• The impact of a digital children's literature program on primary students' reading motivation

      Ciampa, Katia; Department of Graduate and Undergraduate Studies in Education (Brock University, 2010-10-26)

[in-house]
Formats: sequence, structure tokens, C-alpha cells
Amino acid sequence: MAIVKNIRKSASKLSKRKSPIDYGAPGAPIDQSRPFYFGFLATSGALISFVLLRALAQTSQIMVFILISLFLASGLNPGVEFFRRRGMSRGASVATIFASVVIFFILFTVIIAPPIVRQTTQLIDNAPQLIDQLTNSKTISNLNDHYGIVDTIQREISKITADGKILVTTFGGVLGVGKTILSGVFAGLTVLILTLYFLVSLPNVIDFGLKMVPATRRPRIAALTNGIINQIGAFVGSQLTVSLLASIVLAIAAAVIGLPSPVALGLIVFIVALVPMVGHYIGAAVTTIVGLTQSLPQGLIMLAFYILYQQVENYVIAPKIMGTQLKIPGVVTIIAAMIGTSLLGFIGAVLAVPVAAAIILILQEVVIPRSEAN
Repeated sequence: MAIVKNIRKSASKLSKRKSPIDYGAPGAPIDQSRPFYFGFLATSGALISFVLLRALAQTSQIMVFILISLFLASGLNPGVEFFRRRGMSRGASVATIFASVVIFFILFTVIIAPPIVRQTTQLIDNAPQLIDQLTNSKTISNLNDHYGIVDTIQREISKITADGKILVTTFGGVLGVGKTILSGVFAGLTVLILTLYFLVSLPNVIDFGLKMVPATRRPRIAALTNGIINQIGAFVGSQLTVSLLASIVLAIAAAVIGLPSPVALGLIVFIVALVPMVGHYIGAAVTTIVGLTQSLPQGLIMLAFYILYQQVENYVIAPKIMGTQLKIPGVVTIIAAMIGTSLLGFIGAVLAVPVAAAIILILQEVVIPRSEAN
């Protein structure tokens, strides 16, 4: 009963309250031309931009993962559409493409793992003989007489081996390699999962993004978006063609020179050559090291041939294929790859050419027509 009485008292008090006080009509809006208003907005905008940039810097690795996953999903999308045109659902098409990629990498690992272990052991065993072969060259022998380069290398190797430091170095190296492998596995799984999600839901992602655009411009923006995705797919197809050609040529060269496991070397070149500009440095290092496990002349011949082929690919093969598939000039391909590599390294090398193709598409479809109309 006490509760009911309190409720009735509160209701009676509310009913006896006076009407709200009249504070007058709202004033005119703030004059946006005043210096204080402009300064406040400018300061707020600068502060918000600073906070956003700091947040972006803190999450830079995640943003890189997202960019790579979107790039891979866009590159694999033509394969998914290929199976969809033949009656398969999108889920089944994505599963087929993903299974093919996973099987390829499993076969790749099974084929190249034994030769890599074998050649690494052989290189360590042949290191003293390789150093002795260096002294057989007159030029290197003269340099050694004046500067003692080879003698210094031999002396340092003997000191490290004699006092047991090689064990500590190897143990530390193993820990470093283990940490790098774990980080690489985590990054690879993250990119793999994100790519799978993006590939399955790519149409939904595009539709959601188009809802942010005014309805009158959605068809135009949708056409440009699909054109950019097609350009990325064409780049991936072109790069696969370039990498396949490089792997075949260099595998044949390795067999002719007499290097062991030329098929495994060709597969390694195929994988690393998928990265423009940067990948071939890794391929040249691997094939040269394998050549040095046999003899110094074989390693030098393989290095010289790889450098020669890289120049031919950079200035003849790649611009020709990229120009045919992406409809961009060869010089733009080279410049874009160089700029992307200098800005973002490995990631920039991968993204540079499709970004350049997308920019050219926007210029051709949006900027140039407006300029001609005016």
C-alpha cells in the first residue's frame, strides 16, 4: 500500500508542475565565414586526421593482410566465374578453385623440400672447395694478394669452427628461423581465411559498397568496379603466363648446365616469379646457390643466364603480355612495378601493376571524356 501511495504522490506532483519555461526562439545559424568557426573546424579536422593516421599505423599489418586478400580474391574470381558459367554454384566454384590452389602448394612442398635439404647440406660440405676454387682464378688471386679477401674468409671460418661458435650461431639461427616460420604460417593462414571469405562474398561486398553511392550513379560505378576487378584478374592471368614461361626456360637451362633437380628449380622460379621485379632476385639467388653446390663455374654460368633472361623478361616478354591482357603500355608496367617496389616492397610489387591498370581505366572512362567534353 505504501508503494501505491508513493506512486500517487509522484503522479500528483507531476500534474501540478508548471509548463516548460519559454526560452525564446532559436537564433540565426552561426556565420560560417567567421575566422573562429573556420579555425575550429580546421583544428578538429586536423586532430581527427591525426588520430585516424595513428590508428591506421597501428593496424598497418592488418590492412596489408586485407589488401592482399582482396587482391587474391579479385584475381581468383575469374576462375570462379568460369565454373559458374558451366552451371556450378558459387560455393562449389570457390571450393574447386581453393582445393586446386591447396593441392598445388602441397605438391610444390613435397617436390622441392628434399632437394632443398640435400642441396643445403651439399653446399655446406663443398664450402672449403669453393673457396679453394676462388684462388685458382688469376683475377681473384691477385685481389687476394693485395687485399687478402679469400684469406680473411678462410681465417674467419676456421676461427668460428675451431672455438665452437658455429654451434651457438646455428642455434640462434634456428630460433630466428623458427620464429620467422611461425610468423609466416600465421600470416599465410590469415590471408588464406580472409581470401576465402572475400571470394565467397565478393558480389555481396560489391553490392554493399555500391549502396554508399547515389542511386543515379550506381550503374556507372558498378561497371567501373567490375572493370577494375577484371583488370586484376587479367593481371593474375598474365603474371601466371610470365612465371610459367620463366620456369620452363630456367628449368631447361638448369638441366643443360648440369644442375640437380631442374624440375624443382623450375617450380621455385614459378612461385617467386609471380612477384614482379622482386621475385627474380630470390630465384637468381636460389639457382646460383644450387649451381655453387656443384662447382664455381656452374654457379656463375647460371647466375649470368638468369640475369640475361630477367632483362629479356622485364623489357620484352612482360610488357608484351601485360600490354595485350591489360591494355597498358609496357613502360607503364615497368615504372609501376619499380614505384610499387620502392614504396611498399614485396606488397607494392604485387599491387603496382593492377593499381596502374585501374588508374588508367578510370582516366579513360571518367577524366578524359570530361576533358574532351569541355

This qualitative study stemmed from a concern of the perceived decline in students' reading motivation after the early years of schooling, which has been attributed to the disconnect between the media students are accustomed to using outside the classroom and the media they predominantly use within the classroom. This research documented the effectiveness of a digital children's literature program and a postreading multimedia program on eight grade 1 students' reading motivation, word recognition, and comprehension abilities. Eight students were given ten 25-minute sessions with the software program over 15 weeks. Preprogram, interim-program, and postprogram qualitative data were collected from students, teachers, and parents through questionnaires, interviews, standardized reading assessment tools, classroom observations, field notes, and student behaviour observation checklists. Findings are summarized into 3 themes. The motivational aspects and constructivist styles of instruction in the digital reading programs may have contributed to 5 student participants' increased participation in online storybook reading at home. Qualitative data revealed that the digital children's literature program and multimedia postreading activities seemed to have a positive influence on the majority of grade 1 student participants' reading motivation, word recognition, and listening comprehension skills. These findings suggest the promise of multimedia and Internet-based reading software programs in supporting students with reading andlor behavioural difficulties. In keeping with current educational initiatives and efforts, increased use of media literacy practices in the grade 1 curriculum is suggested.